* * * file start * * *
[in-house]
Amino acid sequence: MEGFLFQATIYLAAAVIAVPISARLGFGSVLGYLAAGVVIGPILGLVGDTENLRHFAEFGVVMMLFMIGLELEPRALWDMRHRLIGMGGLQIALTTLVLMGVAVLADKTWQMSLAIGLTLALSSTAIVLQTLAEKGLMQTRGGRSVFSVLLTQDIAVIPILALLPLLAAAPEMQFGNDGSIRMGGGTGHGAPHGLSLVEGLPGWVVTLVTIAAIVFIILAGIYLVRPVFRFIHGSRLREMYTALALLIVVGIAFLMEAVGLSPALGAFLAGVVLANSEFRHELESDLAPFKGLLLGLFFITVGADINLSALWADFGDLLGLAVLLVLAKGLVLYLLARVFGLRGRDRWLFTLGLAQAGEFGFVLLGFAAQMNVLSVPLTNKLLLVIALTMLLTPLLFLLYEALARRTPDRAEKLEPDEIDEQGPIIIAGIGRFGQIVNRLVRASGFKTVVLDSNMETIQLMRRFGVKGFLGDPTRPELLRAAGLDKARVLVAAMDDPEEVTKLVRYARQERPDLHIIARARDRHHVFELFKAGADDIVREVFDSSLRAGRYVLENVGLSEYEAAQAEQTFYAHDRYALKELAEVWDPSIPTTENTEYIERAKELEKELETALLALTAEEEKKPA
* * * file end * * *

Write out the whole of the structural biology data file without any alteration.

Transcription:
[in-house]
Amino acid sequence: MEGFLFQATIYLAAAVIAVPISARLGFGSVLGYLAAGVVIGPILGLVGDTENLRHFAEFGVVMMLFMIGLELEPRALWDMRHRLIGMGGLQIALTTLVLMGVAVLADKTWQMSLAIGLTLALSSTAIVLQTLAEKGLMQTRGGRSVFSVLLTQDIAVIPILALLPLLAAAPEMQFGNDGSIRMGGGTGHGAPHGLSLVEGLPGWVVTLVTIAAIVFIILAGIYLVRPVFRFIHGSRLREMYTALALLIVVGIAFLMEAVGLSPALGAFLAGVVLANSEFRHELESDLAPFKGLLLGLFFITVGADINLSALWADFGDLLGLAVLLVLAKGLVLYLLARVFGLRGRDRWLFTLGLAQAGEFGFVLLGFAAQMNVLSVPLTNKLLLVIALTMLLTPLLFLLYEALARRTPDRAEKLEPDEIDEQGPIIIAGIGRFGQIVNRLVRASGFKTVVLDSNMETIQLMRRFGVKGFLGDPTRPELLRAAGLDKARVLVAAMDDPEEVTKLVRYARQERPDLHIIARARDRHHVFELFKAGADDIVREVFDSSLRAGRYVLENVGLSEYEAAQAEQTFYAHDRYALKELAEVWDPSIPTTENTEYIERAKELEKELETALLALTAEEEKKPA